I entered "cancha techada" into a translator, and it gave me "indoor court."

In my school we have a court (like a tennis or basketball court), but it isn't indoors. The court just has a roof on it, and we call it a "cancha techada."

What is the correct English word or phrase for this?

  • Can you post a picture of something like it? It sounds like it's outdoors, and yet it has a roof on it, so I'm having trouble picturing it. Maybe "covered courtyard"? Try looking up "covered courtyard" and see if the pictures look like what you're thinking of. – stangdon Aug 7 '16 at 15:52
  • @stangdon Imagine the sides are open but it's a field roofed. – Alejandro Aug 7 '16 at 15:55
  • google.com.mx/… – Elias Orozco Aug 7 '16 at 15:56
  • 2
    @EliasOrozco I think it's a bit strange that the translator didn't give you "roofed court". – Damkerng T. Aug 7 '16 at 16:02

You may be looking for "covered court", although a covered court could be indoors or outdoors. You could also call it a "shaded court," meaning it has something to block the sun:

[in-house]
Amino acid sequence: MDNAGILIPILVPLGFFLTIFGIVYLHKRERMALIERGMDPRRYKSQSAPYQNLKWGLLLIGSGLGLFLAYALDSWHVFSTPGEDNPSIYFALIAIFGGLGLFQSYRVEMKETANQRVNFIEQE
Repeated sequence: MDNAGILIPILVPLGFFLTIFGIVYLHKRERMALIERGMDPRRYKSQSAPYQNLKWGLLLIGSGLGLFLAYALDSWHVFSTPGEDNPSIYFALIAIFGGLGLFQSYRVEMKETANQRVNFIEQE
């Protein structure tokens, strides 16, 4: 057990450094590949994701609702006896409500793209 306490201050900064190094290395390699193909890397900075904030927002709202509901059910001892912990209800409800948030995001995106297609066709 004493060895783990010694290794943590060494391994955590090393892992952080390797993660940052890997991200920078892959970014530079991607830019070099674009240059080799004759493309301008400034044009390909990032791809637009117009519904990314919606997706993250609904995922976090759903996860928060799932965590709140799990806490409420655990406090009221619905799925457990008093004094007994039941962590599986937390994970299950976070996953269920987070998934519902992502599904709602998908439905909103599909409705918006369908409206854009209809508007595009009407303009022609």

Screen from direct light:
"She shaded her eyes against the sun"

Cover, moderate, or exclude the light of:
"He shaded the torch with his hand"

Using "shaded" would imply that the court is outdoors, as if it was indoors it's less likely that there would be a reason to block the sun.

You could also call it a "sheltered" court:

(Of a place) protected from bad weather:
"the plants need a shady, sheltered spot in the garden"

Again, this implies that it is outdoors because there would be no reason to protect an indoor court from bad weather.

I am assuming that "cancha techada" refers to a court on which sport is played, as the results I got when searching for images of them were all sports courts.

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Searching around, I found that the structure was often called a shade structure [1], or a canopy structure [2].

This leads me to believe that you could easily call them shaded or canopied courts.

I also found that they were called covered courts. Here is one example.

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